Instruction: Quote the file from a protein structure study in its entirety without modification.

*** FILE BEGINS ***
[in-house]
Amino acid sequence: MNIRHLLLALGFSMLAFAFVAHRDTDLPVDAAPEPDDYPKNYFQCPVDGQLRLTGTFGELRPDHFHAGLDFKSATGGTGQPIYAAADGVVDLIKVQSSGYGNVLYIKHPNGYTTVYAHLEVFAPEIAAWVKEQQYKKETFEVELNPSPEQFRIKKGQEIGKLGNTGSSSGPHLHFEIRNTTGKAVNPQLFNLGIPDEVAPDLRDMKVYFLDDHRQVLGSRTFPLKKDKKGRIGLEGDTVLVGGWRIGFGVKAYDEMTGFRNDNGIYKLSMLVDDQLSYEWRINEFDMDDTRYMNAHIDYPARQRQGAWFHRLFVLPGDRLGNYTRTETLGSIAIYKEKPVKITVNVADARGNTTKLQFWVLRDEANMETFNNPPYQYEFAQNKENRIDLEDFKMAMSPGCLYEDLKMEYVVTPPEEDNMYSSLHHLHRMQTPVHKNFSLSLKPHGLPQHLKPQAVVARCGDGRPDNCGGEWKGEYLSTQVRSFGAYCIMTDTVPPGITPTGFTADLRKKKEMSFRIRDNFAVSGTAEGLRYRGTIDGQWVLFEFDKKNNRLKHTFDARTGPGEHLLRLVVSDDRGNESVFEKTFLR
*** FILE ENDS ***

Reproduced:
[in-house]
Amino acid sequence: MNIRHLLLALGFSMLAFAFVAHRDTDLPVDAAPEPDDYPKNYFQCPVDGQLRLTGTFGELRPDHFHAGLDFKSATGGTGQPIYAAADGVVDLIKVQSSGYGNVLYIKHPNGYTTVYAHLEVFAPEIAAWVKEQQYKKETFEVELNPSPEQFRIKKGQEIGKLGNTGSSSGPHLHFEIRNTTGKAVNPQLFNLGIPDEVAPDLRDMKVYFLDDHRQVLGSRTFPLKKDKKGRIGLEGDTVLVGGWRIGFGVKAYDEMTGFRNDNGIYKLSMLVDDQLSYEWRINEFDMDDTRYMNAHIDYPARQRQGAWFHRLFVLPGDRLGNYTRTETLGSIAIYKEKPVKITVNVADARGNTTKLQFWVLRDEANMETFNNPPYQYEFAQNKENRIDLEDFKMAMSPGCLYEDLKMEYVVTPPEEDNMYSSLHHLHRMQTPVHKNFSLSLKPHGLPQHLKPQAVVARCGDGRPDNCGGEWKGEYLSTQVRSFGAYCIMTDTVPPGITPTGFTADLRKKKEMSFRIRDNFAVSGTAEGLRYRGTIDGQWVLFEFDKKNNRLKHTFDARTGPGEHLLRLVVSDDRGNESVFEKTFLR